A conversation about life and art with Beth Junor of the Junor Gallery
By Helen Cameron
Last semester I sat down with Beth Junor, owner of the Junor Gallery on South Street which opened last year, to learn about the ins and outs of running a gallery and discuss some of the fabulous art that the Junor gallery is home to. Not only is Junor passionate about the diverse collective of artists whose work she exhibits in her gallery, she also possesses an impressive wealth of knowledge about art and working in the art world. Junor attended St Andrews for her undergraduate degree in Fine Art, before the Art History Department went academic as it is now. She loves St Andrews, describing the town as a ‘friendly, positive place of coincidences’ where there is always someone to bump into, and something to look forward to just around the corner. We discuss how this is an environment conducive to innovation and the arts, and how it seems each year the town is ‘upping’ its game. The combination of locals, international students, skilled athletes, amateur golfers and visitors that make up the patchwork of St Andrews a lively one for art dialogue and appreciation. Our town is small but it is packed with internationally-minded events, music and visual arts; she highlights the Byre, On the Rocks and StAnza as just a few hubs of impressive talent and is also thrilled about the development of the V&A in Dundee. It is the right time and place for her gallery and herself to be.
When discussing the reasons for the strong roots and links to nature in the art scene in Scotland, Junor highlighted how deeply the patchwork history of the country has always been embedded in the arts-and-crafts scene. This is particularly true in Fife, as locals and tourists alike become easily besotted with our charmed literature and history. The unpredictable and dramatic weather, ancient monuments and unique spirit of the people leave an impression on visitors and artist alike.
When I visited the gallery several works focused on the physicality of maps. The map print with stencil painting above caught my eye and I asked Beth the significance of the wolves and their clashing colours and directions - did it have any reference to Rome’s foundation myth? Beth tells me that Manning is coy about the exact meaning, but the dates in the bottom right and Gotenberg (the largest city in Sweden) do have significance. The viewer is left to mull over the work and piece together the message like a puzzle. The piece below is Brexit Passport Map by Yanko Tihov (45cm x 45cm) Tihov’s work involves filling the shapes of outlines with their related passports and makes for a thought-provoking image, imagining the separation of Scotland from England and the unification of Ireland in a post-Brexit context, but unified by the running frame of the Scottish, Irish and English and Welsh passports as a border.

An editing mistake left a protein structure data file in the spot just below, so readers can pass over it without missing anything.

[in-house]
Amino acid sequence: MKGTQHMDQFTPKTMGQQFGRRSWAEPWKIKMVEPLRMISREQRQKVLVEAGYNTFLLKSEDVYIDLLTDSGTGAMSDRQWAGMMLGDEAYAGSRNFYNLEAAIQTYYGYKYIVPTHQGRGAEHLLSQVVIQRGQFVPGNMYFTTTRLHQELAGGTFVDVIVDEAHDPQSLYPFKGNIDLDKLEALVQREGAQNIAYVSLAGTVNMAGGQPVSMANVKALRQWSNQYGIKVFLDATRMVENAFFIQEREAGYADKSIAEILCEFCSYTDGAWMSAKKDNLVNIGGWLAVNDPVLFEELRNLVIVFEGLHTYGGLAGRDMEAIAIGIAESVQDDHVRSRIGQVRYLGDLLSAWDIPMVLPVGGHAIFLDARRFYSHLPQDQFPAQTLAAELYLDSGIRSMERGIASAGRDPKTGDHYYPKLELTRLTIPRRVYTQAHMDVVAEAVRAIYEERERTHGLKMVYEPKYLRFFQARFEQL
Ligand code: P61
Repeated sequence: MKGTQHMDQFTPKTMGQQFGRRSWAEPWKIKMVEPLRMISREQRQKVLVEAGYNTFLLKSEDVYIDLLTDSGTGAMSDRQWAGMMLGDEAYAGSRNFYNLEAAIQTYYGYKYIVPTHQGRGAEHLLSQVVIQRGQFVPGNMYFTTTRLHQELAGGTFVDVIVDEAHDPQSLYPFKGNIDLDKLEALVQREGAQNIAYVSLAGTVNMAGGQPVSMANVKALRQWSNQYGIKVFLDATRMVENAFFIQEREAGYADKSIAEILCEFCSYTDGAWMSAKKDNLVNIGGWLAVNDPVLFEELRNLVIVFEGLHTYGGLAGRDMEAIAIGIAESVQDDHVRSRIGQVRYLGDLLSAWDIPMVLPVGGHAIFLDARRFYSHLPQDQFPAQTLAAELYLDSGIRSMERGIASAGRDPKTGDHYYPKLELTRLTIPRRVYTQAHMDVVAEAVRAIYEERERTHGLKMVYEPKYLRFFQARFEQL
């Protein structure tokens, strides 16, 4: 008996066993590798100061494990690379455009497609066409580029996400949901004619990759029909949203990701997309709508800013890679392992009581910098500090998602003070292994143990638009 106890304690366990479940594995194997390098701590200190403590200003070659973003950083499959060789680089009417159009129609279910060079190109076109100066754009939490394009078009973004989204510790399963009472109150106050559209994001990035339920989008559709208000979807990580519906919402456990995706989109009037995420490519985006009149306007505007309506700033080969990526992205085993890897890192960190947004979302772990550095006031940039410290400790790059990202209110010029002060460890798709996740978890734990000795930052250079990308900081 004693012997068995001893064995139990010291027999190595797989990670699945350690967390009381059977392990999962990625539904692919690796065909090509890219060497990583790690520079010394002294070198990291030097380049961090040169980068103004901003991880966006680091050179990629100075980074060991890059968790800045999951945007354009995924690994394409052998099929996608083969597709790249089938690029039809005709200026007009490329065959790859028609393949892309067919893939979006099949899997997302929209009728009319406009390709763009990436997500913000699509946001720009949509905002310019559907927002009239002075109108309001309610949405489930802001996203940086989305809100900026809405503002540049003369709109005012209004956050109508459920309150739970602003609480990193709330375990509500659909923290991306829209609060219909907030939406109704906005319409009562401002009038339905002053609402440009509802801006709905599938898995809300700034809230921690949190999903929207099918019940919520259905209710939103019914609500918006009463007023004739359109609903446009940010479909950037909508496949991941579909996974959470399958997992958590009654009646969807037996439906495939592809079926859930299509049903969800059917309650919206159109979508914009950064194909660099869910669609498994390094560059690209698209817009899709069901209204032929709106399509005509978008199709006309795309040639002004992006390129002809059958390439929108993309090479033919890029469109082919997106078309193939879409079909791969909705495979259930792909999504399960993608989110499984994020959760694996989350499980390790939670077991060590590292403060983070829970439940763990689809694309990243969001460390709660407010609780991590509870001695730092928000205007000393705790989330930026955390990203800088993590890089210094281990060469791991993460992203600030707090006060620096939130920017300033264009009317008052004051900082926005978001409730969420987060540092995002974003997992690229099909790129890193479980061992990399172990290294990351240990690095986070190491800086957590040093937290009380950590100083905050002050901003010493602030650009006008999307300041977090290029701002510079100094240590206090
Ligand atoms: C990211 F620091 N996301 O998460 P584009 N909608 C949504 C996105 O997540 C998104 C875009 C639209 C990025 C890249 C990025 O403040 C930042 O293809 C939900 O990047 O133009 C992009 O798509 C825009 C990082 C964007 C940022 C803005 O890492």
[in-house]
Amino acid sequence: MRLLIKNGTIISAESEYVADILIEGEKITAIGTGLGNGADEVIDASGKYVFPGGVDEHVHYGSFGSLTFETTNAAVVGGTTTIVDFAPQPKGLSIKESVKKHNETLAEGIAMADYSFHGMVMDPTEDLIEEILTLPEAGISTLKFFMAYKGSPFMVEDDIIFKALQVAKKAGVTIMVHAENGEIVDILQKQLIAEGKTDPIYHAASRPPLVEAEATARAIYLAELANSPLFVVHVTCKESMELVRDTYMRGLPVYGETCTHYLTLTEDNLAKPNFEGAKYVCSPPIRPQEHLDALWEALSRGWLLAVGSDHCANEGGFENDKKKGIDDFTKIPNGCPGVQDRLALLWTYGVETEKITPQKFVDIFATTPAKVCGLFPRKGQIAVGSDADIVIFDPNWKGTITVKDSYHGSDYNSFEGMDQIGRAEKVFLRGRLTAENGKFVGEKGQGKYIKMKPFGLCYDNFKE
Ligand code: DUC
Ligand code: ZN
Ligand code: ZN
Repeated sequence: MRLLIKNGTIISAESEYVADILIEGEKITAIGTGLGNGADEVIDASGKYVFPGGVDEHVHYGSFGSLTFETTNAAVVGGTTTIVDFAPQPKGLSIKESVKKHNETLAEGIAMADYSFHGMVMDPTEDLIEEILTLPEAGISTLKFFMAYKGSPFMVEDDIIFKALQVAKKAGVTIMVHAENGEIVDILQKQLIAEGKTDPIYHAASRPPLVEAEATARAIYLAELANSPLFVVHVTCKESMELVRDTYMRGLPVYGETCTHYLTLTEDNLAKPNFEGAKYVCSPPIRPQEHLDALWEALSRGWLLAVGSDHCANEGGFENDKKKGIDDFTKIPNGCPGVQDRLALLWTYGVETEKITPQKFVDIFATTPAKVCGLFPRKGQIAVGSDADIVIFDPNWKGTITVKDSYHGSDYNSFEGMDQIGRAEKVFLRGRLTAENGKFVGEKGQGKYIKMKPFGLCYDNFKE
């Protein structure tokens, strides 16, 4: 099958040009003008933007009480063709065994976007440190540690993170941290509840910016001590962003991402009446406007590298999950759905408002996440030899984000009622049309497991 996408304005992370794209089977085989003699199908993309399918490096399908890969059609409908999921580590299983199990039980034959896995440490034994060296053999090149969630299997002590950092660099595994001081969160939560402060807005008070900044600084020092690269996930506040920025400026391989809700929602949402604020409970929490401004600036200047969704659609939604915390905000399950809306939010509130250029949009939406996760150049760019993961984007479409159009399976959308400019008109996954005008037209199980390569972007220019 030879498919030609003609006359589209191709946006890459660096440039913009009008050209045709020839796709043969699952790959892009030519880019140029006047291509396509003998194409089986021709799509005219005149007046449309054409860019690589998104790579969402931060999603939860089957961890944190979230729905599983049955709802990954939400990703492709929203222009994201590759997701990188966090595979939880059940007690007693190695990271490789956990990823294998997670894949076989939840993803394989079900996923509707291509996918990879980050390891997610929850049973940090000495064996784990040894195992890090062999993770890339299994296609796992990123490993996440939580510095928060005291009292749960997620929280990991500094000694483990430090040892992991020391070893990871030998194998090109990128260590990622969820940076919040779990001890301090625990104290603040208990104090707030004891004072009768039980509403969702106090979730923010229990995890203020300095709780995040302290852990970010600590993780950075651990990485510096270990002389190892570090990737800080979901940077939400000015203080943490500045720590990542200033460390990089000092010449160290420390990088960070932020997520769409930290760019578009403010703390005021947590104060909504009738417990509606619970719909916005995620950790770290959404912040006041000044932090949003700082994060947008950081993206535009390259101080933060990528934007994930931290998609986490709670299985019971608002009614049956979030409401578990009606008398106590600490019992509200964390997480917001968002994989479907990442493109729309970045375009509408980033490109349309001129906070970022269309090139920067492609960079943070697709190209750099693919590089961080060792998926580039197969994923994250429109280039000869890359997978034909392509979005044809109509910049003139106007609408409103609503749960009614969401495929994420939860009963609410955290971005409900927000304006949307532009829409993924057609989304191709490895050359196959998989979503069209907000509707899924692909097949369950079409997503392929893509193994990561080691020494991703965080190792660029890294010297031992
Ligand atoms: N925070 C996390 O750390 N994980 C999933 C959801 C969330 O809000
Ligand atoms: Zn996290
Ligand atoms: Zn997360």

In addition to the artistic sensibilities and message of the gallery, we discussed the practical side of the gallery business, which often dominates the day-to-day activity. As someone who would eventually like to open my own creative space, Beth gives me sound advice; sometimes you can miss the creative part as things like paperwork and calls pile up to take a large chunk of your energy. Something in particular, which many tend to forget, is how much work is involved after a sale is made. Every job obviously has more to it than meets the eye, but in galleries this is particularly true. It takes a lot behind the scenes work for the smooth lines and clear walls that make a gallery space an interior haven for the artwork to flourish.
The role that galleries play is important, as visiting them can form the basis of our artistic sensibilities. When working in London in a demanding work environment, Beth says she ‘survived by going to galleries’ like the Courtauld, Wallace Collection, the National and small commercial galleries in the West End. This experience is all too familiar to many who love art but just are not able to work in the field. In an ideal world, everyone would be able to spend time on creative pursuits or artistic appreciation but what is important to remember is that whether one is heavily involved or not, the arts are for everyone; for respite, relaxation or inspiration. As many of us taking art history classes know, you can sometimes feel guilty for doing a degree so enjoyable or even finding yourself explaining exasperatedly why ‘it’s so great’. Visits to galleries and analysing paintings not only trains the eye, but trains your mind to make connections between movements, historical figures and imagery, all with an exposure to political and social issues through artistic expressions of the past. It is good to remember that the critical thinking and reflection that comes with this degree is an asset, which we can apply to all of our exciting post-grad plans.
My conversation with Beth was a lovely reminder of how great a place St Andrews is to study because of the resources and opportunities available for an art lover. Make sure to pay a visit to the gallery and see some of the works for yourself! Something exciting to put in your diaries is the upcoming solo show by the French artist Laurent Dessupoiu. According to the gallery website ‘many of Laurent’s text-based works take poetry quotations as their subject matter, so his exhibition was planned to coincide with StAnza.’ This will be the first showcasing of Laurent’s work in the UK and is not to be missed! The show runs from 3rd March – 2nd June. The gallery is also supporting the StAnza poetry festival, 8th – 11th March, with an excerpt from the inaugural exhibition, Maps of the Imagination. Yanko Tihov’s Passport Maps series merging with this year’s StAnza ‘Borderlines’ theme.